If the tips have been covered so light cannot reach them, the auxin is in the same concentration on both sides of the shoots, so they grow longer evenly on both sides.

If one side of the tips are in more light than the other side, the auxin is in a greater concentration on the shaded side, causing the cells there to grow longer than the cells on the light side.

Auxins have the opposite effect on root cells. In a root, the shaded side contains more auxin, but this time the shaded side grows less than the light side. This causes the root to bend away from the light.

Auxins are also involved geotropisms. In a root placed horizontally, the bottom side contains more auxin than the top side. This makes the bottom side grow less than the top side, causing the root to bend in the direction of the force of gravity.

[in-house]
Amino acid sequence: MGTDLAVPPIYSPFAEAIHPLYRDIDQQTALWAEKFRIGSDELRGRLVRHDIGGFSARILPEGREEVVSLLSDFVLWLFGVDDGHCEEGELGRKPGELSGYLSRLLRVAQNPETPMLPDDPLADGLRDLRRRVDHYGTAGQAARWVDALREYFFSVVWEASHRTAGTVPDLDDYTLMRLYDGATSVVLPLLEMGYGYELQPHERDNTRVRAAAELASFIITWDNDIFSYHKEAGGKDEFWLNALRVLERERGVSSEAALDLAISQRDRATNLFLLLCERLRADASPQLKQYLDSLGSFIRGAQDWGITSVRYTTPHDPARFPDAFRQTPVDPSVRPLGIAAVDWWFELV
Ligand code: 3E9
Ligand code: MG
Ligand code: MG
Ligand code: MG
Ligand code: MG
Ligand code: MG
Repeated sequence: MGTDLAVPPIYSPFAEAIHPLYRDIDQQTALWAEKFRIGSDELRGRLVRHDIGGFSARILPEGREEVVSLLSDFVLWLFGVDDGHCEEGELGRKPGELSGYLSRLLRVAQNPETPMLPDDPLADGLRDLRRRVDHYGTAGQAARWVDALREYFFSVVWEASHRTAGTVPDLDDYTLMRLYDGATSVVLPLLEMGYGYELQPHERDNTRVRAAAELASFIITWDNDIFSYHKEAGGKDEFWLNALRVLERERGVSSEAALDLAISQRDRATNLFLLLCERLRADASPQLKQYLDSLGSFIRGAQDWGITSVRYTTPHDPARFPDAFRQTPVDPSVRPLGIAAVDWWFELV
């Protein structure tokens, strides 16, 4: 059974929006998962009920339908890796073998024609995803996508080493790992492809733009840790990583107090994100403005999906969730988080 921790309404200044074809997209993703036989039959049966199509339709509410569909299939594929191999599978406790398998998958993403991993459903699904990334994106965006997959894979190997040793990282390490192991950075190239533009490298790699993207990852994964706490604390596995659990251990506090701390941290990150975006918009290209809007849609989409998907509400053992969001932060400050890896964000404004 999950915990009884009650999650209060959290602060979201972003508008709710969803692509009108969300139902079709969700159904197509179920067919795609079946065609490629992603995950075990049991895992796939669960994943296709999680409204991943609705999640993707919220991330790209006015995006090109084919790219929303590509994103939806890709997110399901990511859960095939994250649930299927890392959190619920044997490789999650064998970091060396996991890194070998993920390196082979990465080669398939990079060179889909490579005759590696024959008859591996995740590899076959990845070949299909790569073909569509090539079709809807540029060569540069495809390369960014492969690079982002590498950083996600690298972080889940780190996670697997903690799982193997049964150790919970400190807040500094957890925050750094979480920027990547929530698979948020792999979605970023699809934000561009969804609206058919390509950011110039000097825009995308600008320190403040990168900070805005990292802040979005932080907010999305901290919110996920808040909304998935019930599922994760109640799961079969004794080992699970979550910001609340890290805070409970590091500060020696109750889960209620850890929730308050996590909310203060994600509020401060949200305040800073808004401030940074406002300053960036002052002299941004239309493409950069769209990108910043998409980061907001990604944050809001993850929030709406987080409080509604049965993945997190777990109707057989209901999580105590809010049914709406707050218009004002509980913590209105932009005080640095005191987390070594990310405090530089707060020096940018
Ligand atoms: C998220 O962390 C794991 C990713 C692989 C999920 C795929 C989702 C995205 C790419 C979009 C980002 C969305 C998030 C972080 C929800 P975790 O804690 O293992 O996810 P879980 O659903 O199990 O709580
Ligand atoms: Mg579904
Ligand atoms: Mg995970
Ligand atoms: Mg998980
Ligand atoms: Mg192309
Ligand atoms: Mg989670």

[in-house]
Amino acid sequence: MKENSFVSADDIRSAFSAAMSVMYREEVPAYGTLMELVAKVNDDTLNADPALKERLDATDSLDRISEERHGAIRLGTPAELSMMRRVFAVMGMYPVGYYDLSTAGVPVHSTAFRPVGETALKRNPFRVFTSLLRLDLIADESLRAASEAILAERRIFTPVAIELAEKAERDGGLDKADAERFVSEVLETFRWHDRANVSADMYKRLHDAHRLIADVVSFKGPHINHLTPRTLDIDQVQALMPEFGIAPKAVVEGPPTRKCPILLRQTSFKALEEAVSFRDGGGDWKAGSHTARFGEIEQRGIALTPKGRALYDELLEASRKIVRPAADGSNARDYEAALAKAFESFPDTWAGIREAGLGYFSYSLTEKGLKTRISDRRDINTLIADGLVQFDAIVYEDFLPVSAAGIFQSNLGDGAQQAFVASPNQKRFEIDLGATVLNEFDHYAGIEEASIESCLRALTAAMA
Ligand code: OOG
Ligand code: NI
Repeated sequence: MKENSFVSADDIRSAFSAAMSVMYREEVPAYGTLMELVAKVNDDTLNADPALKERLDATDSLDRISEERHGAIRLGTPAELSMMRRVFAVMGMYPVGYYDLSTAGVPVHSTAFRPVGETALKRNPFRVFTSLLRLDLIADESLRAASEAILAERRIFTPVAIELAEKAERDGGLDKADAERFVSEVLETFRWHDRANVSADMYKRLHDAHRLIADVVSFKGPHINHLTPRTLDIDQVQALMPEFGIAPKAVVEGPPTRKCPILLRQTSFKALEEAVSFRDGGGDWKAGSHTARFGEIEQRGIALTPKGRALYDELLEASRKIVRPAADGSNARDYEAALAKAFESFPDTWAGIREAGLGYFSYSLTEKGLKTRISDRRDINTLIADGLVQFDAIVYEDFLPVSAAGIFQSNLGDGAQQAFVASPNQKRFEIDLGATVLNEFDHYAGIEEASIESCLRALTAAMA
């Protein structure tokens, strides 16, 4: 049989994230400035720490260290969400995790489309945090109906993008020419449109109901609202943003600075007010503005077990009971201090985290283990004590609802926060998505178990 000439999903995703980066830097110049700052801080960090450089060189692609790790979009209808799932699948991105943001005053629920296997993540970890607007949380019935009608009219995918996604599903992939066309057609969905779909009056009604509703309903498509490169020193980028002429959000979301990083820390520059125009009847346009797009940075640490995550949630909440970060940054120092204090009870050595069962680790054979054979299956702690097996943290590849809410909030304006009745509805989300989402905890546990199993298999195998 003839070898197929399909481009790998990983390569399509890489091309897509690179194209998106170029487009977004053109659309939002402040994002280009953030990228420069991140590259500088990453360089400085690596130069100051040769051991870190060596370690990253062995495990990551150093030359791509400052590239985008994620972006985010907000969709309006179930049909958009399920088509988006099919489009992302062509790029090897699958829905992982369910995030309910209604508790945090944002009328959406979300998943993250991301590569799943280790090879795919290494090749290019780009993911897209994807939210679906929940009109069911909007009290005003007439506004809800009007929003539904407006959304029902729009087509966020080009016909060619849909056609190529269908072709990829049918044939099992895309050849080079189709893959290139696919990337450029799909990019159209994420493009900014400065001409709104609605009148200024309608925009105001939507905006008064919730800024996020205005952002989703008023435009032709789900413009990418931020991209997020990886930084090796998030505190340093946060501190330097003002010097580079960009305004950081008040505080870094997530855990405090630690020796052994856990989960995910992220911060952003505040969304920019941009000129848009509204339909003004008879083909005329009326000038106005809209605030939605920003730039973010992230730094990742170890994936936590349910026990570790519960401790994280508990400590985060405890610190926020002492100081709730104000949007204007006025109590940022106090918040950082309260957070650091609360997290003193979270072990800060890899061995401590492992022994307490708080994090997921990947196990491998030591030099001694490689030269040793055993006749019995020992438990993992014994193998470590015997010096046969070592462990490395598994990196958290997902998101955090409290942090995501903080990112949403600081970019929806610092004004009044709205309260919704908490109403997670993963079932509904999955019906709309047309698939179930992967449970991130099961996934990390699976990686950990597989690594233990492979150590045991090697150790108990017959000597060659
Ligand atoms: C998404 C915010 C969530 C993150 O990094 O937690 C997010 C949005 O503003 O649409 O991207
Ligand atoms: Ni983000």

In a shoot placed horizontally, the bottom side contains more auxin than the top side. This makes the bottom side grow more than the top side, causing the shoot to bend and grow against the force of gravity.

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DNA, Genes and Chromosomes

DNA (deoxyribonucleic acid) molecules are large and complex. They carry the genetic code that determines the characteristics of a living thing.

Except for identical twins, each person’s DNA is unique. This is why people can be identified using DNA fingerprinting. DNA can be cut up and separated, forming a sort of 'bar code' that is different from one person to the next.

A gene is a short section of DNA. Each gene codes for a specific protein by specifying the order in which amino acids must be joined together.